Breast reduction is a surgical procedure performed to decrease the size of the breasts.
Women with very large breasts (macromastia, or mammary hyperplasia) seek breast reduction for relief of back, shoulder, and neck pain. They may also feel uncomfortable about their breast size and have difficulty finding clothing that will fit properly. Additionally, breast reduction may be needed after reconstructive surgery following the surgical removal of cancerous breast tissue (mastectomy), to make the breasts more symmetric.
Men who have enlarged breasts (gynecomastia) may also be candidates for breast reduction surgery. However, excessive alcohol intake, marijuana use, or using anabolic steroids may cause gynecomastia. Surgery is not recommended for men who continue to use these products.
Breast reduction is also called reduction mammoplasty. It is most often performed in a hospital, under general anesthetic. However, studies have suggested that an outpatient procedure, using local anesthetic and mild sedation, may be appropriate for some persons. The operation requires approximately two to four hours. The most commonly made incision encircles the areola (darkened area around the nipple) and extends downward and around the underside of the breast. This produces the least conspicuous scar. Excess tissue, fat, and skin are removed, and the nipple and areola are repositioned. In certain cases, liposuction (fat suctioning) is used to remove extra fat from the armpit area. A hospital stay of up to three days may be needed for recovery.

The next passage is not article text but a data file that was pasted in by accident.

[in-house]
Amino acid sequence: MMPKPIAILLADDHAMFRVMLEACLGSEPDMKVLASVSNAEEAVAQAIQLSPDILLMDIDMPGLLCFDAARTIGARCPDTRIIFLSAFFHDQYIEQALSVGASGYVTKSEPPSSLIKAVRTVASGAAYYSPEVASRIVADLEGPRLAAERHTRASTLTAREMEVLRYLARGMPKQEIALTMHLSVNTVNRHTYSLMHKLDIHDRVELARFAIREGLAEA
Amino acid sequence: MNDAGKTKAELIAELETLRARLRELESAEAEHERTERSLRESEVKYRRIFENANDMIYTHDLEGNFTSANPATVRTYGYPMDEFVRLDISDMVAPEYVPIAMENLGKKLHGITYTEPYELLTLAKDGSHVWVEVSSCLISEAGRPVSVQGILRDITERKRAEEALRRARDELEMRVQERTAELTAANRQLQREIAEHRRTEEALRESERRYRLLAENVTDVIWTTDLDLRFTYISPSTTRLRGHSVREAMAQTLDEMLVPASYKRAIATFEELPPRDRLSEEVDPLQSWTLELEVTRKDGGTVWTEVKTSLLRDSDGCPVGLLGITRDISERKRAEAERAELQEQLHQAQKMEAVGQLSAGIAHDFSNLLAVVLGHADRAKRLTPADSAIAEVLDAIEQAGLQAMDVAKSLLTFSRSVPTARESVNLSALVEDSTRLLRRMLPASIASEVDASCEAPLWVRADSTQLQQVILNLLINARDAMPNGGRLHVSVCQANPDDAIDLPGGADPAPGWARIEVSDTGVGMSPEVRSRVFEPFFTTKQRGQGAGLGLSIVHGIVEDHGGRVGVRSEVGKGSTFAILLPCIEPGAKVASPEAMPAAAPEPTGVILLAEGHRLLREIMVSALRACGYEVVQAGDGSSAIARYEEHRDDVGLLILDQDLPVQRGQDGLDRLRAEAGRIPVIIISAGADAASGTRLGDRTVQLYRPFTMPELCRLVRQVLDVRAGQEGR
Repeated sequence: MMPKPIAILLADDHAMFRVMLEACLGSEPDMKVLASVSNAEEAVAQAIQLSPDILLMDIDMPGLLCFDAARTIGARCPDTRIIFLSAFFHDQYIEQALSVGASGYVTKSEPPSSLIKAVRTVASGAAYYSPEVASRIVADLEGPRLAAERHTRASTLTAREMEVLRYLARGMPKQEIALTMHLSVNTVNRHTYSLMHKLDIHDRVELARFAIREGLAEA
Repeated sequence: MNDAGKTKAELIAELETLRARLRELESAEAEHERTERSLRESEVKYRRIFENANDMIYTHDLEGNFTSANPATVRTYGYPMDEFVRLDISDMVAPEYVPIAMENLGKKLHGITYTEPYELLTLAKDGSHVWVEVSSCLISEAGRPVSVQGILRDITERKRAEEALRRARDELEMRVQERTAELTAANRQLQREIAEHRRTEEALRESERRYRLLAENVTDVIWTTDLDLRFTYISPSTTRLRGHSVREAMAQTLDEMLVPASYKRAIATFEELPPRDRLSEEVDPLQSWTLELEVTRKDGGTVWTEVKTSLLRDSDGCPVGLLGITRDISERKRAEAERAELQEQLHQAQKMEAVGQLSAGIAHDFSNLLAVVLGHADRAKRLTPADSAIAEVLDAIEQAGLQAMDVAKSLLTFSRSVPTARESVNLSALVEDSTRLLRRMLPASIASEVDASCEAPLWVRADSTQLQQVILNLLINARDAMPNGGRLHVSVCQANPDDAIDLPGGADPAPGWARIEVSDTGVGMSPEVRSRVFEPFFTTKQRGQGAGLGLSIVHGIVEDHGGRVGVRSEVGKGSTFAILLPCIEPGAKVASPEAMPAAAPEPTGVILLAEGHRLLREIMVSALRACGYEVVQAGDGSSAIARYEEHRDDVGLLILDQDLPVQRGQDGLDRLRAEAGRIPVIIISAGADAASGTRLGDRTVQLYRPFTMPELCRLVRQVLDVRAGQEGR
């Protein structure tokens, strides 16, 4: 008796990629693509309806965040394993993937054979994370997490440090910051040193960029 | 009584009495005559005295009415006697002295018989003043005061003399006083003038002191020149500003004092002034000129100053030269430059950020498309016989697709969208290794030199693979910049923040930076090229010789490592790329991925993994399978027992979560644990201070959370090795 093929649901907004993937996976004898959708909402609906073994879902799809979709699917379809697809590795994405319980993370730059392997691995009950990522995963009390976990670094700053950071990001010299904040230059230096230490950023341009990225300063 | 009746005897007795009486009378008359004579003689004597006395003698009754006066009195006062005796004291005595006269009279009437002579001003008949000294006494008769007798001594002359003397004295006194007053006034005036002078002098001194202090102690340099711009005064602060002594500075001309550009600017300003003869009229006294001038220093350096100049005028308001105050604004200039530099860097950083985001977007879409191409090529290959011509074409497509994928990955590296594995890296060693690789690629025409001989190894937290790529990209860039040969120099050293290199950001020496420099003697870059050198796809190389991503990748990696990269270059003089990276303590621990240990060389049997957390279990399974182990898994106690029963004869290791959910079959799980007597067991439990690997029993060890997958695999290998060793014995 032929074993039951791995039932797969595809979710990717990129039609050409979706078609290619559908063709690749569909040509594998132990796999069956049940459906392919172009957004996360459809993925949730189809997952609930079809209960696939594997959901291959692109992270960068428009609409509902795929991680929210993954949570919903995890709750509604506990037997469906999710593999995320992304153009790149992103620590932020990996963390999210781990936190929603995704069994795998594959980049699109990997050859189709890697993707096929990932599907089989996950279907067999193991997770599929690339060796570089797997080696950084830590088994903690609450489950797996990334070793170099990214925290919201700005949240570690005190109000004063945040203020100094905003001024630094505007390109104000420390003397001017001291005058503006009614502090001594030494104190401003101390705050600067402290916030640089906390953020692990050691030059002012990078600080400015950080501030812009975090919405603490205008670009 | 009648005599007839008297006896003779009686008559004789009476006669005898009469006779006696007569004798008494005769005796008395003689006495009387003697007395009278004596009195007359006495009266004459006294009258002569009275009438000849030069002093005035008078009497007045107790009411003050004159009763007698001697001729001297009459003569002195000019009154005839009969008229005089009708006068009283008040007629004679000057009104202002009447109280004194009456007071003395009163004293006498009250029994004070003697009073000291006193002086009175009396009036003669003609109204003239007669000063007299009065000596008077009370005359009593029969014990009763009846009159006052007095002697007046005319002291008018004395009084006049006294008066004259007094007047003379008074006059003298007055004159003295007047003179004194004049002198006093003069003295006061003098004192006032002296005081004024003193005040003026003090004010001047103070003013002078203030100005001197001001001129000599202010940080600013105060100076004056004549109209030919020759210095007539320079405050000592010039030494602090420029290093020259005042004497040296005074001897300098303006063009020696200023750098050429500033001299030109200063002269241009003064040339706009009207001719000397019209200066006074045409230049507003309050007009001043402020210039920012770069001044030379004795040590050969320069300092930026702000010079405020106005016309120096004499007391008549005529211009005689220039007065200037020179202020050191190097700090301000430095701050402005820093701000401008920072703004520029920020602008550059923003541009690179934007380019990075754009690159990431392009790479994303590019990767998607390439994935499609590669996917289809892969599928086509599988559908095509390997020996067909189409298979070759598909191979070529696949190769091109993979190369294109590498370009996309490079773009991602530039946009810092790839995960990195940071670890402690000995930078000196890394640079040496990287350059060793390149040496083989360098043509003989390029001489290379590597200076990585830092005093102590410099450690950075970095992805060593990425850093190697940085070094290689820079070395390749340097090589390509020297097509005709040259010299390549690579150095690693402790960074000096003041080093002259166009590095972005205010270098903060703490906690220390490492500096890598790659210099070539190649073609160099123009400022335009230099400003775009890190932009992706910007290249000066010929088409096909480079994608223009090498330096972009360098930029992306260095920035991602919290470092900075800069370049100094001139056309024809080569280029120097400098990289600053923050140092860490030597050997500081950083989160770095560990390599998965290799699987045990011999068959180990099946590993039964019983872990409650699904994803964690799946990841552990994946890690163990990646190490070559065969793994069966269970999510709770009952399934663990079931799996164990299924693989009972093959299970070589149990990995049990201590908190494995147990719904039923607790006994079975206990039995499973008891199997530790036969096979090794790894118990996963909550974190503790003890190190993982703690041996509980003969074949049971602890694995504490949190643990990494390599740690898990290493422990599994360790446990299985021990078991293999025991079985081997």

Breast reduction surgery for males with gynecomastia is similar to that described for females.
Consultation between surgeon and patient is important to ensure that there is understanding and agreement with the expected final results of the procedure. Measurements and photographs may be taken. Many doctors also recommend a mammogram before the operation to ensure that there is no cancer.
After the surgery, an elastic bandage or special supportive bra is placed over gauze bandages and drainage tubes. The bandages and tubes are removed in a day or two. The bra is worn around the clock for several weeks. Stitches are removed one to three weeks after the operation. Normal activities, including sexual relations, may be restricted for several weeks. Scars will typically remain red and perhaps raised for up to several months, but will gradually fade and become less noticeable. It may take up to a year before the breasts achieve their final position and size.
Breast reduction surgery is not recommended for women whose breasts are not fully developed or who plan to breastfeed.
Risks common to any operation include bleeding, infection, anesthesia reactions, or unexpected scarring. Breast reduction may result in decreased feeling in the breasts or nipples and/or impaired ability to breastfeed. When healing is complete, the breasts may be slightly uneven, or the nipples may be asymmetric. However, this is consistent with normal breast tissue.